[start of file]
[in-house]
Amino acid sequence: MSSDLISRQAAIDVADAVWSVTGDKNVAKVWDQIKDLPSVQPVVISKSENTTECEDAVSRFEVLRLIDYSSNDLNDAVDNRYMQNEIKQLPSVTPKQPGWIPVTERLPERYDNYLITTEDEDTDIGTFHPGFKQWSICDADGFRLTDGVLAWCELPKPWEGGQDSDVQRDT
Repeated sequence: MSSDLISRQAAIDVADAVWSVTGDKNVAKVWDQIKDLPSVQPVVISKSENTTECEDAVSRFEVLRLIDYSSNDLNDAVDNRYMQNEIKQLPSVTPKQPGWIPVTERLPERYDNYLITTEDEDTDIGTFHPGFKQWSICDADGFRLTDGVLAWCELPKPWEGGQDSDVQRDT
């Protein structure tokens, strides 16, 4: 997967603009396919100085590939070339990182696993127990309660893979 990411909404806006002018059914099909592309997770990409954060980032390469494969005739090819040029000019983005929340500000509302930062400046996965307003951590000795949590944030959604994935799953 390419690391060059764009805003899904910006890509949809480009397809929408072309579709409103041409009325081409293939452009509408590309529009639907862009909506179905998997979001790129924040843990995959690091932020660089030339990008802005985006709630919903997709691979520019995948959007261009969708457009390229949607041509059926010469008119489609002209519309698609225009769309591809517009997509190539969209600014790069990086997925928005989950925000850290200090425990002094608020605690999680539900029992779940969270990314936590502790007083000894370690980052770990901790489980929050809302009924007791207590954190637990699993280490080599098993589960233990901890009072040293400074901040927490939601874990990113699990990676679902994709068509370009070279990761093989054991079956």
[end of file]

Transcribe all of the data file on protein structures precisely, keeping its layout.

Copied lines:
[in-house]
Amino acid sequence: MSSDLISRQAAIDVADAVWSVTGDKNVAKVWDQIKDLPSVQPVVISKSENTTECEDAVSRFEVLRLIDYSSNDLNDAVDNRYMQNEIKQLPSVTPKQPGWIPVTERLPERYDNYLITTEDEDTDIGTFHPGFKQWSICDADGFRLTDGVLAWCELPKPWEGGQDSDVQRDT
Repeated sequence: MSSDLISRQAAIDVADAVWSVTGDKNVAKVWDQIKDLPSVQPVVISKSENTTECEDAVSRFEVLRLIDYSSNDLNDAVDNRYMQNEIKQLPSVTPKQPGWIPVTERLPERYDNYLITTEDEDTDIGTFHPGFKQWSICDADGFRLTDGVLAWCELPKPWEGGQDSDVQRDT
């Protein structure tokens, strides 16, 4: 997967603009396919100085590939070339990182696993127990309660893979 990411909404806006002018059914099909592309997770990409954060980032390469494969005739090819040029000019983005929340500000509302930062400046996965307003951590000795949590944030959604994935799953 390419690391060059764009805003899904910006890509949809480009397809929408072309579709409103041409009325081409293939452009509408590309529009639907862009909506179905998997979001790129924040843990995959690091932020660089030339990008802005985006709630919903997709691979520019995948959007261009969708457009390229949607041509059926010469008119489609002209519309698609225009769309591809517009997509190539969209600014790069990086997925928005989950925000850290200090425990002094608020605690999680539900029992779940969270990314936590502790007083000894370690980052770990901790489980929050809302009924007791207590954190637990699993280490080599098993589960233990901890009072040293400074901040927490939601874990990113699990990676679902994709068509370009070279990761093989054991079956």